After months of consultations with member state capitals, the European Commission published its proposal for reforming EU economic governance at the end of April, centred on the idea of ensuring the sustainability of public debt and promoting inclusive and sustainable growth, and based on the principles of national ownership, flexibility and simplicity, which should be to the liking of southern EU member states, but introducing safeguards and compliance and enforcement mechanisms, as a way to please Germany and the so-called Hanseatic League. The Commission did not have an easy job. The reform of the fiscal rules is an issue with very conflicting positions and where Germany and the Hanseatic League may be clearly tempted not to reach an agreement so that in early 2024 the old rules will have to be reinstated.

The details of the European Commission’s proposal would maintain the sacrosanct reference figures of 3% of GDP for the public deficit and 60% of GDP for public debt.

The European Commission’s proposal clearly reflects the principles of national ownership, simplicity and flexibility.
In order to promote the principle of national ownership, Member States will be required to submit a 4-year fiscal structural adjustment plan outlining their fiscal targets, measures to address their macroeconomic imbalances, as well as their investment and reform agenda. These plans will be analysed by the European Commission and approved by the EU Council on the basis of common criteria.

The principle of simplicity is also reflected in the proposal by introducing nationally financed net primary public expenditure as the only operational indicator. The evolution of net government expenditure should ensure that the government debt-to-GDP ratio is on a plausible downward path for countries with a government debt-to-GDP ratio above 60%. This allows country-specific situations to be taken into account, replacing the current general and homogeneous rule of a reduction in the government debt ratio of 1/20 [1]. In the interests of greater simplicity, provisions that introduce excessive complexity, such as the significant deviation procedure or the matrix of fiscal adjustment requirements, are also eliminated.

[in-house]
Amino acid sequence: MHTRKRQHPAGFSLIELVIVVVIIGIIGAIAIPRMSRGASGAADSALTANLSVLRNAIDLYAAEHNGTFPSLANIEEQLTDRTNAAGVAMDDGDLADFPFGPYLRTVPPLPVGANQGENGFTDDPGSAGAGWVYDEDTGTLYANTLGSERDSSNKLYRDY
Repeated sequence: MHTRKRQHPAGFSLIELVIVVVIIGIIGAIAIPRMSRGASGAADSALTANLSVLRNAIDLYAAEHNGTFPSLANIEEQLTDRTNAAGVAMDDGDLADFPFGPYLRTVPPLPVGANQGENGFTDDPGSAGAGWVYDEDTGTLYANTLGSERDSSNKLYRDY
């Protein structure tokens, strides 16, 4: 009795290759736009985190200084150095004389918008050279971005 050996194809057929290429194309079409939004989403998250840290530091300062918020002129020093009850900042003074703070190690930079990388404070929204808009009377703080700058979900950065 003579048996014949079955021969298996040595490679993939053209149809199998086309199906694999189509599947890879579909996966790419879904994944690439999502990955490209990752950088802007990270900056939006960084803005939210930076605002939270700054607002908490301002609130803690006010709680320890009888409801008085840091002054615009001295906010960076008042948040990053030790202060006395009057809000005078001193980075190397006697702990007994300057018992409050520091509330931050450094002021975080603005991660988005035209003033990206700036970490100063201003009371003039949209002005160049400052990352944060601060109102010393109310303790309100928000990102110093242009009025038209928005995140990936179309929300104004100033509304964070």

The principle of flexibility is also included, with the possibility of extending the horizon of the structural fiscal adjustment plan from 4 to 7 years, provided that the Member State submits structural reforms and investments that support EU priorities in areas such as the ecological transition, digital transformation, security and defence. The escape clauses, both general and country-specific, are maintained, allowing for deviation from spending targets in case of a severe recession for the EU or the euro area as a whole or in case of exceptional circumstances beyond the reach of the Member State with a strong impact on its public finances.

But the above principles are accompanied by important safeguards.
But the principles of national ownership, simplicity and flexibility are accompanied by important safeguards. To begin with, the fiscal adjustment plan should ensure that the government debt ratio ends up at a lower level than at the start and that the government deficit complies with the 3% of GDP rule for 10 years after the adjustment period (4-7 years) in a no-policy-change scenario.